THE U.S. KEPT SOMALIA AT ARM’S LENGTH AFTER THE 1993 BATTLE OF MOGADISHU (made infamous by the book and film Black Hawk Down) two years into Somalia’s knotty civil war, an ongoing power struggle that started after the 1991 overthrow of dictator Siad Barre. Years of chaotic fighting, underpinned by clan alliances, saw the rise of the Islamic Courts Union (ICU), a unified coalition of Sharia courts. The ICU formed a rival government in opposition to Somalia’s comparatively messy, internationally backed Transnational Federal Government. Still reeling from 9/11 and wary of any sort of Islamic political leadership, in 2006 the U.S. supported neighboring Ethiopia to invade Somalia by proxy and bring down the ICU. It went quickly, but the Islamist guerrilla group al Shabab grew in power after the ICU’s demise.
Even though al Shabab’s original leadership was mainly comprised of Somalis trained in Iraq and Afghanistan, the average al Shabab foot soldier has no real connection to the international jihadi movement.
“My research interviews support that al Shabab is a deeply local organization and that their aims are much more focused on securing a state in ‘Greater Somalia’ than in waging global jihad,” says Katharine Petrich, a visiting researcher at the University of Albany’s Center for Policy Research. “Obviously every politically violent Islamist movement is deeply informed by their local context, but al Shabab has shown no interest in carrying violence outside the Horn of Africa region, despite having the networks in the diaspora to do so.”
Even as al Shabab carries out attacks across East Africa (most famously killing more than 65 people at an upscale mall in Kenya’s capital, Nairobi, in 2013, and more than 20 at an expensive Nairobi hotel in January), the group maintains a nationalist focus: It is at war with the Somali government, named the most corrupt in the world by Transparency International for 13 years running.
The U.S. began a campaign of selective, secretive air strikes against top al Shabab brass in 2007. Boots quietly hit the ground in 2013 in the form of Danab trainers and advisors, and U.S. military involvement has become increasingly direct and public. In 2017, President Donald Trump declared large swaths of Somalia to be areas of “active hostilities” and the U.S. tripled the number of air strikes, many of which targeted Lower Shabelle.
Danab has made significantly more gains against al Shabab than the Somali National Army, which is still struggling to find unity and direction. Paul Williams, a professor at George Washington University who studies warfare in Africa, says Danab is central to the fight against al Shabab not just operationally, but symbolically.
“Their multi-clan and meritocratic composition showcase what could be achieved if Somalia developed professional military forces complete with proper training, equipment, financial support and field mentoring,” Williams wrote in an email to In These Times.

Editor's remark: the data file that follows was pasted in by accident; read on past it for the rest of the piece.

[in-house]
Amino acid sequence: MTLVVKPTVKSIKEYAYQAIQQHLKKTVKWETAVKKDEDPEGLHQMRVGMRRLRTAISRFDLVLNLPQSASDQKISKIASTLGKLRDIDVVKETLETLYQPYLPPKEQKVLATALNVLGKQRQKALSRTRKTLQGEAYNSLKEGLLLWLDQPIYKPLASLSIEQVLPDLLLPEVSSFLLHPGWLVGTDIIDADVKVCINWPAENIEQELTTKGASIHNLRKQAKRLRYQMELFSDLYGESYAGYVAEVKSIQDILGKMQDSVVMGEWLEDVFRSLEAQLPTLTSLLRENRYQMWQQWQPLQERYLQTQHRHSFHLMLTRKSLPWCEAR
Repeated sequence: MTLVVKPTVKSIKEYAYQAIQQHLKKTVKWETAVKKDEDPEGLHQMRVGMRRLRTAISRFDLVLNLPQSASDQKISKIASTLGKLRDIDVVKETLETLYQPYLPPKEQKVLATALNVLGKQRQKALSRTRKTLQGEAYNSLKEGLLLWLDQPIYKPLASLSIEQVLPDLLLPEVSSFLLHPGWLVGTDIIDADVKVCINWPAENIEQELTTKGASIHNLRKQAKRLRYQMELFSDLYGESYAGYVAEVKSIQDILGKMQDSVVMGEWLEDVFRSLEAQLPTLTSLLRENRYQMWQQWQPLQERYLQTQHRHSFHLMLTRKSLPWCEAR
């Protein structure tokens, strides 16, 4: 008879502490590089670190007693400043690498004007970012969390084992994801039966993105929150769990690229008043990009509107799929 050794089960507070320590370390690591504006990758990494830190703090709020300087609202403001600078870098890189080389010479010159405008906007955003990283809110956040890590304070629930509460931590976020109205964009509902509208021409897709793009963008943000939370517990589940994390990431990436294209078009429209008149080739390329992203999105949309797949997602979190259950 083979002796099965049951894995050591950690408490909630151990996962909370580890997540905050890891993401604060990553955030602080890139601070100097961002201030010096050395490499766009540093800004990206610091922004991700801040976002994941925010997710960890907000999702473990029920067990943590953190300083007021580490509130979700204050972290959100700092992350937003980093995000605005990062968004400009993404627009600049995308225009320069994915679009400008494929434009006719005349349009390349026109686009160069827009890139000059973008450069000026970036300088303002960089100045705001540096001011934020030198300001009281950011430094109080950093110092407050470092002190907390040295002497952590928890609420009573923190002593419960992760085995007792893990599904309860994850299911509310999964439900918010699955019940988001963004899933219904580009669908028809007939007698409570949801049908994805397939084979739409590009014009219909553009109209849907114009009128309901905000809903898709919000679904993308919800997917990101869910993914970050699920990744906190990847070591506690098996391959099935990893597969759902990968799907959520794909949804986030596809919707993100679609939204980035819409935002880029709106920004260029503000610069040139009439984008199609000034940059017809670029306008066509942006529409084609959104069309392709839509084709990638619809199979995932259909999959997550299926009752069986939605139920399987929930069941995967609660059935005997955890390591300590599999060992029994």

While AFRICOM has stated repeatedly to the media that all of its missions have been Somali-led, conversations with sources in the Somali government make clear that Americans—and the funding they bring—have the upper hand.
Asked how much responsibility the U.S. military takes for Danab’s actions during “advise and assist” missions, AFRICOM responded, “Partner forces, as independent and sovereign entities, are responsible for their actions.”
In April, AFRICOM made its first and only avowal that two civilians had been killed by its strikes, in 2018. Otherwise, the U.S. has denied all of the accusations of civilian casualties made by international reporters and by Amnesty International, whose investigation into five other U.S. air strikes determined they had caused at least 14 civilian casualties.
A Daily Beast investigation found “strong evidence” that U.S. soldiers murdered 10 civilians on a joint operation with the Somali National Army in August 2017 in Lower Shabelle when they waded into an inter-clan conflict with a translator who had a history of suspected manipulation of U.S. forces. A U.S. investigation is ongoing.
In September 2018, U.S. and Danab forces accidentally raided the well-known estate of a beloved former president. The Guardian reported that the Americans were relying on bad intelligence.
“International agencies and governments need to be careful about their Somali interpreters, as they potentially can cause problems,” says Abdisalam Guled, who was deputy director of Somali’s National Intelligence and Security Agency (NISA) from 2013–2017. “Inter-clan politics and conflict go with every wire in Somalia, and there’s always a possibility that someone could translate an order given in English to something else. Also, federal members of Parliament, as well as regional politicians may misuse their position of power to influence translators. Foreign operators must double- and triple-check their intel sources and translations before they make any commitment. This will save a life and resources.”